Russian President Vladimir Putin prides himself on successfully pursuing good relations with governments and other actors even when they are simultaneously strongly opposed to each other. Up until recently, he has done this successfully along multiple dimensions in Syria alone.
Despite the bitter animosity between Israel and Iran, Moscow has been able to work closely with both governments. Similarly, Moscow has been able to balance between the Syrian Kurds on the one hand and Turkey on the other. Putin has even been able to balance between Turkey and the Assad regime where they oppose each other in Idlib and elsewhere in northwestern Syria. But this last balancing act has now broken down spectacularly as the conflict between Turkish and Syrian forces in the Idlib region has escalated.
Putin very much wants to maintain good relations with both Turkish President Recep Tayyip Erdogan and Syrian leader Bashar al-Assad. The problem, though, is that these two leaders are strongly opposed to each other. Assad has consistently proclaimed his intention to retake every inch of Syria from his opponents, including the Turkish-backed Islamists who have holed up in Idlib as they have lost ground elsewhere. For Erdogan, though, losing Idlib to Assad would result in yet another massive wave of Syrian refugees fleeing north to Turkey which is having difficulty accommodating the ones who have previously fled there.
The success of Putin’s balancing between opposing sides simultaneously depends on the parties involved not being willing or able to pursue all-out conflict with each other. Moscow’s judiciously providing assistance to both sides is designed to reinforce this perception — as well as to make money for Russia by selling arms and obtaining other economic benefits from both sides. Each opposing side, of course, is not happy about Moscow also supporting its adversary. But the logic of the situation, as Moscow sees it, is that neither can afford to cut or curtail ties to Moscow over this for fear that Russia will help its adversary even more. Instead, Moscow hopes that its willingness to support opposing sides will encourage competition for Moscow’s favor through each side offering it favors and concessions. Most of the time, Putin’s approach has worked.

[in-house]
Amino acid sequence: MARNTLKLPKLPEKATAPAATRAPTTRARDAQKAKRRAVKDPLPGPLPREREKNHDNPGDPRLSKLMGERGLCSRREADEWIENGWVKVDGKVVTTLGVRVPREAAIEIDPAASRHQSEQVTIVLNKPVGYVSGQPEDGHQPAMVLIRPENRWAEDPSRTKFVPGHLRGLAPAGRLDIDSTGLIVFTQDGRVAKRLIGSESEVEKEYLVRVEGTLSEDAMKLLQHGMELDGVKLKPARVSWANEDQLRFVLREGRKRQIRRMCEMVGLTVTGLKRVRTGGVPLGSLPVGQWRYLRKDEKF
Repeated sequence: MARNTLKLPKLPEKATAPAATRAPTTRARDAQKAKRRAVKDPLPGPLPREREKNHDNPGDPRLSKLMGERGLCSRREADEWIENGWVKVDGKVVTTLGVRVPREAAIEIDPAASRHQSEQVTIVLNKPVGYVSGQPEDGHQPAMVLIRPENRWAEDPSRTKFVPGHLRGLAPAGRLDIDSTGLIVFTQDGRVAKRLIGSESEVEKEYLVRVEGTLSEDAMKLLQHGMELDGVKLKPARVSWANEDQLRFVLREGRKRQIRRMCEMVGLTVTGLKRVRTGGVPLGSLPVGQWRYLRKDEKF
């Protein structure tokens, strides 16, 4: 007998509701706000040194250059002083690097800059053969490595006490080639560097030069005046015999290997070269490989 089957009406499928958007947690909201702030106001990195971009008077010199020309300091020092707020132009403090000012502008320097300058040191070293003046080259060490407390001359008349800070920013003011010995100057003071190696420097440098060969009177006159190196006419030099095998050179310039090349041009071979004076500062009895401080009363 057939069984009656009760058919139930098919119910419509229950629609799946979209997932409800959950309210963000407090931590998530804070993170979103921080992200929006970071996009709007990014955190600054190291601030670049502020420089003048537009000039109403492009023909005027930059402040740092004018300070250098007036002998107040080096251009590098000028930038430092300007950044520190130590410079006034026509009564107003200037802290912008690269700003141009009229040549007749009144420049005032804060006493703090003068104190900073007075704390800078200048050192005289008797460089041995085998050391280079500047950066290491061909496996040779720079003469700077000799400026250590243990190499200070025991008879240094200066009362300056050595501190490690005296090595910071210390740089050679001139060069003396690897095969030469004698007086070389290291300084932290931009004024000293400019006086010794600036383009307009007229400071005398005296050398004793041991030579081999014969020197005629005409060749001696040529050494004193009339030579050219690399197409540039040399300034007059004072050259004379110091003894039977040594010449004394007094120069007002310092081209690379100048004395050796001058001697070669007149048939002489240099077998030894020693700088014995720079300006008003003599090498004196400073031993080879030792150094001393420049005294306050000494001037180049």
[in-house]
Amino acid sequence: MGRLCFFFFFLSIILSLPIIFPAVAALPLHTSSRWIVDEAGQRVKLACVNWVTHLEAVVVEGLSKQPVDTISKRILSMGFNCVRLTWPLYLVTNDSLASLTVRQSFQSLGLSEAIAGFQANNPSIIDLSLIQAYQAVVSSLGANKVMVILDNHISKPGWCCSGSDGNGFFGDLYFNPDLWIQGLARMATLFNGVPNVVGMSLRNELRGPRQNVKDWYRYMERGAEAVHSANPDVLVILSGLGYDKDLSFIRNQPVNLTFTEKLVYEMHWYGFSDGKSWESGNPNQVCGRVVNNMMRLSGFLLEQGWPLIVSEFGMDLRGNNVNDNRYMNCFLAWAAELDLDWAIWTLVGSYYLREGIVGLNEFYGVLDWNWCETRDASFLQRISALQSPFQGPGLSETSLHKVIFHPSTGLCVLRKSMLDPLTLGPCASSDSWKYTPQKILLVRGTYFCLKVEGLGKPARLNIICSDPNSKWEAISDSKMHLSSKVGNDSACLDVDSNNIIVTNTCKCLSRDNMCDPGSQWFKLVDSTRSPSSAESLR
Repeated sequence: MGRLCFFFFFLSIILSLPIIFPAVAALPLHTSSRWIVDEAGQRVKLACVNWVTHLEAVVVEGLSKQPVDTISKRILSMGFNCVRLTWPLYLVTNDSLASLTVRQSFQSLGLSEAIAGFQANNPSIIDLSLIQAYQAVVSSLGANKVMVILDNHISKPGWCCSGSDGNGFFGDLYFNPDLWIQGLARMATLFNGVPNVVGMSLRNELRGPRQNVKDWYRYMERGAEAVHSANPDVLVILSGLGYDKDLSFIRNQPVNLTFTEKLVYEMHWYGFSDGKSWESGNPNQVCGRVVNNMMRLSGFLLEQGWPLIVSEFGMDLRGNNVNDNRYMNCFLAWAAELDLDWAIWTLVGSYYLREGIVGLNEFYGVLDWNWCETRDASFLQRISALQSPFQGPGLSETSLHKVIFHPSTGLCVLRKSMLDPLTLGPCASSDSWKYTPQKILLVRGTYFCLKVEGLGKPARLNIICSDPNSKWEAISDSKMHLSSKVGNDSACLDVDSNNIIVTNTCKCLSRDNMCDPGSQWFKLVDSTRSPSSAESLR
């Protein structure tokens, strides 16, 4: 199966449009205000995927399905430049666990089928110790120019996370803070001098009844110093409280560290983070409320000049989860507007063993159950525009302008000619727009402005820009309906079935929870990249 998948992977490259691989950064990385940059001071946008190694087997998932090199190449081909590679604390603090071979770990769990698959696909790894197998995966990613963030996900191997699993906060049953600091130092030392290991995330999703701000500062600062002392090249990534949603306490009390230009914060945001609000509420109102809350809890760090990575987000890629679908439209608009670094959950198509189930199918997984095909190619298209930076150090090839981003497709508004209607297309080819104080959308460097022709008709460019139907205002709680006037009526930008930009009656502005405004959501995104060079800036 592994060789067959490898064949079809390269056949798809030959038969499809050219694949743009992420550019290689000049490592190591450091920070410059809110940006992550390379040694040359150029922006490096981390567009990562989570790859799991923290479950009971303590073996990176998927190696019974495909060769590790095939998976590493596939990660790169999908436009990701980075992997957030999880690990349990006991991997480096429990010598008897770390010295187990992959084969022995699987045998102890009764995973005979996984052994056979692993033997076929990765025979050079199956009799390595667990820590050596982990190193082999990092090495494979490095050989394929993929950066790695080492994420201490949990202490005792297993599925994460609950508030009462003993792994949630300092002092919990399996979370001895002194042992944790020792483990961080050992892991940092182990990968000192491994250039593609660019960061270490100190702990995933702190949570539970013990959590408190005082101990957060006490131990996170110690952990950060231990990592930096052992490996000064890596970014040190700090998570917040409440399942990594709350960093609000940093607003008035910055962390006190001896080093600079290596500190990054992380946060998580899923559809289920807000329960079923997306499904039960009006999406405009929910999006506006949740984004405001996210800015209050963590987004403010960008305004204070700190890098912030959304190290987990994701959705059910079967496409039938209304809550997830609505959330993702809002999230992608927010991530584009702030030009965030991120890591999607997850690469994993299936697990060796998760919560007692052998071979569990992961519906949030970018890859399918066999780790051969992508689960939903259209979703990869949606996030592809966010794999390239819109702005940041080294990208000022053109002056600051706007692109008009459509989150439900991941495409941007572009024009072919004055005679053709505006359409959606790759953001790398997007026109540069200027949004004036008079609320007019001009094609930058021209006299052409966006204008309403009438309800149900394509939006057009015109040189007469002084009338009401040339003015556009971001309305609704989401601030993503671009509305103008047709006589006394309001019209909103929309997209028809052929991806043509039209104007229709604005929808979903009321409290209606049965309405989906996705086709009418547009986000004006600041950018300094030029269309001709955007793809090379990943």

And from Moscow’s viewpoint, it should work now too. On the one hand, Assad owes his very survival to the Russian military intervention in Syria that began in 2015. The Assad regime was under serious threat up until then despite the massive assistance he was receiving from Iran, Hezbollah, and other Shi’a militias. According to this logic, Assad should not do anything that risks trying Moscow’s patience.
Similarly, Erdogan’s increasing animosity toward America and Europe (which Putin has encouraged) should result in making Turkey more dependent on Russia. Putin has already done much to accommodate Turkish interests in northern Syria. And with the Turkish economy dependent on Russian gas supplies as well as trade, Erdogan too should not risk trying Putin’s patience. The economic sanctions that Russia imposed on Turkey after Turkish forces downed a Russian military aircraft in late 2015 but then lifted as Russian-Turkish relations improved should serve as a warning to Erdogan.
Unfortunately for Putin, neither Assad nor Erdogan appears to accept his logic over how it is rational to behave. The very fact that Russian intervention has saved the Assad regime and re-established its rule over much of Syria has put Assad in a much stronger position to try to retake Idlib than he would have been otherwise.
Similarly, instead of seeing Turkey as needing Russia more than Russia needs Turkey (as Putin appears to believe), Erdogan sees Russia as needing Turkey more. Erdogan’s recent visit to Ukraine and statement of support for it as well as his newly rediscovered enthusiasm for NATO indicates that Erdogan believes that Putin has something to lose by displeasing Erdogan in Syria.
Further, since both Erdogan and Assad believe that they each have vital interests at stake in Idlib, neither is willing to back down despite a genuine Russian desire for a solution that accommodates them both. Instead of maintaining good relations with the two opposing parties as it has in the past, Moscow now faces the prospect of losing influence with one of the antagonists — or even both. Reports indicate that while Turkey is angry because of what it sees as Russian air support for Syrian attacks against Turkish forces, Syria is also angry because of what it sees as insufficient Russian support.
Moscow really cannot afford to let Turkey defeat Syrian forces in northwestern Syria, because this risks stimulating opposition to it elsewhere in Syria. But helping the Assad regime fight off Turkish forces in northwestern Syria could involve Russia in a much bigger and longer conflict than Putin wants. Even if successful against Turkey, the damage to Russian-Turkish relations could this time be irreparable. Putin’s balancing act between Erdogan and Assad may no longer be sustainable.